Display results each specified number of seconds.
Default is to display results every 5 seconds.
Keep connections open and only bind once, measuring only the time required to perform the search operation.
Default is to measure the duration the connection is active as the search sequence.
Keep connections open, measuring only the time required to perform the bind and search operations.
Default is to measure the duration the connection is active as the search sequence.
Set the search time-out at the specified number of seconds for synchronous searches.
Default is 10 seconds.
Perform no more than the specified number of searches per thread.
Default is for each thread to continue iterating until the command is interrupted.
Connect to the directory on the specified port.
Default is to connect to the default simple authentication port for LDAP, 389.
Run in quiet mode, not displaying results.
Default is to display results every 5 seconds, which you can adjust using the -j option.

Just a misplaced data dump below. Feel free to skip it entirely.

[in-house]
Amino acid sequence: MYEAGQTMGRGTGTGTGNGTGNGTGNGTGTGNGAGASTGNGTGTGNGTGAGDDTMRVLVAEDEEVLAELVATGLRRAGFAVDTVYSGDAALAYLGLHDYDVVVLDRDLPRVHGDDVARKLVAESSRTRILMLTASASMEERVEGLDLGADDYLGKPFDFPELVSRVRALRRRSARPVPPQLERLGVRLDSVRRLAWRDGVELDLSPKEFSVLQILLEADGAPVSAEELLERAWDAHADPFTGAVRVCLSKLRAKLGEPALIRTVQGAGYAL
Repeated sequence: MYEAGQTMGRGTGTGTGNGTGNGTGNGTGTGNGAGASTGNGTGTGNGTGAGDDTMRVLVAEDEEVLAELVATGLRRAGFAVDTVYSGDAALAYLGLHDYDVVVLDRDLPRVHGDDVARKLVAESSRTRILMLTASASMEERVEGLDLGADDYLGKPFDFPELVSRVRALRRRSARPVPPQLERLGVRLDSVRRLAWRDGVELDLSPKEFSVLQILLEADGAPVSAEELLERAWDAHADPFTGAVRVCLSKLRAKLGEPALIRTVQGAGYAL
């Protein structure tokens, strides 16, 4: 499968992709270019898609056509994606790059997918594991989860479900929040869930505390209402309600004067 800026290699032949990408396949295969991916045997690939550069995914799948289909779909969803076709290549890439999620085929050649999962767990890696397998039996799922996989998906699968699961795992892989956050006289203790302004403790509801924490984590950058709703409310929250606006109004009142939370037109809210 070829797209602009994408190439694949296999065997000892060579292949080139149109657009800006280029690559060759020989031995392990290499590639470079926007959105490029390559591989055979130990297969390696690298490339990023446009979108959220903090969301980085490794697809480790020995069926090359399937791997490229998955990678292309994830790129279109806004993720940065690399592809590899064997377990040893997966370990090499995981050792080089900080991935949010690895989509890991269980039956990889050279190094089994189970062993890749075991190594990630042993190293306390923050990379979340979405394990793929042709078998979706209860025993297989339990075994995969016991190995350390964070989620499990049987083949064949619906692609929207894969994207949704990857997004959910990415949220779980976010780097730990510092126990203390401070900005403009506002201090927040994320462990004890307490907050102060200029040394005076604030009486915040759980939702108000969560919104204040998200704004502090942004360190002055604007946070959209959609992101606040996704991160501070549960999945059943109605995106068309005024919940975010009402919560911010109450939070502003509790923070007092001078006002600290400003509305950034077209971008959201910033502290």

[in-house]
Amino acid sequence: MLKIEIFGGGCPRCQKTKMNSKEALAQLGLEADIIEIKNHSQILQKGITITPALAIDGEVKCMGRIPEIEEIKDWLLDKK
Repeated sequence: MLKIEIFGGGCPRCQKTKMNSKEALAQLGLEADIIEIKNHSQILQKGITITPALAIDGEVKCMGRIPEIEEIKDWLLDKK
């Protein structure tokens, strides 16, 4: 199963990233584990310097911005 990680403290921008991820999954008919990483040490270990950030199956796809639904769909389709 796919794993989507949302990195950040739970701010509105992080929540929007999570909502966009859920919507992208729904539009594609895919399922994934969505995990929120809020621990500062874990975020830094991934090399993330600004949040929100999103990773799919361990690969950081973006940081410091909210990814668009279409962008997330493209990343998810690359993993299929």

Use the specified maximum to determine the range for random numbers replacing %d formatting specifications when searching random target entries.
When you use this option twice, the first occurrence generates random numbers in the range [0,maxRand1–1] for the first %d, the second [1,maxRand2] for the second %d.
Use the specified seed, an unsigned int, for random number generation.
Default seed is 0.
Use the specified scope when searching.
The following values are supported for scope:
Examine only the entry specified by the argument to the -b option.
Examine only to the entry specified by the argument to the -b option and its immediate children.
(Default) Examine the subtree whose root is the entry specified by the argument to the -b option.
Use the specified number of the threads to connect to the server.
Default is to use one thread.
Display verbose output.
Read the bind password from the specified file.
Use the specified bind password to authenticate to the directory.
Prompt for the bind password so it does not appear on the command line or in a file.
The searchrate command repeatedly requests search operations of a directory server. Threads may be configured to keep open connections or perform LDAP binds with each operation. The command-line options let you specify the bind credentials.